AT LED Luks we are dedicated to our Sustainability Commitments and core principles by staying at the forefront of new technologies and innovative methods to enhance our products' sustainability. With this objective in mind, we have initiated a project focused on creating a luminaire using environmentally friendly materials.
Replacing aluminium with a more sustainable and easily recyclable material
Most luminaires on the market today are made of aluminium profiles and metal housings, which are significantly more burdensome for the environment during the production phase and after the luminaire’s lifetime. With our pilot project, we wanted to find a new, more sustainable and easily recyclable material which is equally or more aesthetically attractive, and can be a substitute for aluminium from the production point of view.
Customer focus is on the environment
Customer preferences are changing and there is a growing awareness of a positive attitude towards the environment. In addition to the aesthetically pleasing lamp, the customer will get a durable and innovative product that will increase the quality of individual’s life, help preserve the environment, and save money in the long run. This raises the user experience to a higher level, sets new guidelines for the use of materials that have not been present in the lighting industry so far, and, last but not least, follows European Union environmental directives.
Collaboration with industrial designer Bojan Ceglar
For this purpose, we decided to collaborate with an industrial designer - Bojan Ceglar. We believe cooperation is extremely important because by jointly searching for the best answers to lighting problems, we open the door to new, architecturally ambitious projects. In the creative design of the product Mr. Ceglar provided professional assistance in analysing the suitability of materials, since it is very important to know the technical characteristics and responsive properties of individual materials when designing lights. In fact, the main challenge of this project was to find the right material which had the best characteristics to handle the changing temperatures and durability.
The result? LED Luminaire made of hemp-based plastics
The result of this months-long process was a LED Luminaire made of hemp-based plastics. It was modelled on the basis of ILO pendant luminaire, so it has all the modularity possibilities as ILO and also its optics options.
So – why hemp? Hemp is known to absorb CO2 from the air, which allows it to grow extremely fast, requires less fertilisers and pesticides, and needs less water. It is therefore a more sustainable option from the sourcing perspective and is also recyclable at the end of the luminaire’s lifecycle. There were other materials tested as well, but among all the alternatives we decided to use cellulose-based plastics as it met all the desired requirements.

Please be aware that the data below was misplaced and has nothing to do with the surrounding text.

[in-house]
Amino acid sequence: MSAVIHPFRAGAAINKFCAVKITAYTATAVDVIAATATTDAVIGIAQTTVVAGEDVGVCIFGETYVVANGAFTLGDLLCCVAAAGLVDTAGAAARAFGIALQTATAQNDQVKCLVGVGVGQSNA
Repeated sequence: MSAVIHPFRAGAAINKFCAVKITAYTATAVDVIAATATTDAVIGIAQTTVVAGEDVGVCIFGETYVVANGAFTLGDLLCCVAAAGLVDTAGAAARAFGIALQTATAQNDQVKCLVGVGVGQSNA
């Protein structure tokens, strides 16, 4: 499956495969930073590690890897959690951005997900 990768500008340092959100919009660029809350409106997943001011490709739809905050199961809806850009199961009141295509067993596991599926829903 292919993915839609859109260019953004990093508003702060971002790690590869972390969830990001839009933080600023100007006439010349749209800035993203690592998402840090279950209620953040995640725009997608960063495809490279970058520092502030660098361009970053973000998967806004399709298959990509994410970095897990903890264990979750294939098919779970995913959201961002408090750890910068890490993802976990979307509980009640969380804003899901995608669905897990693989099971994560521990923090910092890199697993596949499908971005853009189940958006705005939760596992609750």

“The basic version of the material is aesthetically very pleasing, so I came up with the idea of leaving it as it is and not dyeing it. A sensible step to avoid a process in production (the painting, which is still controversial as environmentally friendly) and to further shorten the process of lamp production”, explained designer Bojan Ceglar.
The newly created prototype was tested comparatively with ILO and results showed that the prototype is about 20% lighter than the ILO, its lighting function remained unchanged and additionally because of the well-thought-out solution of attaching the support covers to the lamp, we were able to avoid the use of fastening screws and brackets and thus further simplify the installation of the lamp itself.
This pilot project showed us that a different way is possible, yet further research is essential to refine the new materials and products for large-scale manufacturing. A greater sustainability in all areas of the lighting industry – from sourcing materials, production, logistics, packaging etc. is absolutely necessary. At LED Luks we are committed to playing our role by persistently improving both our products and operational processes to align with the principles of a circular economy.
The pilot project was part of the DIVA project, which was co-financed by European Regional Development Fund.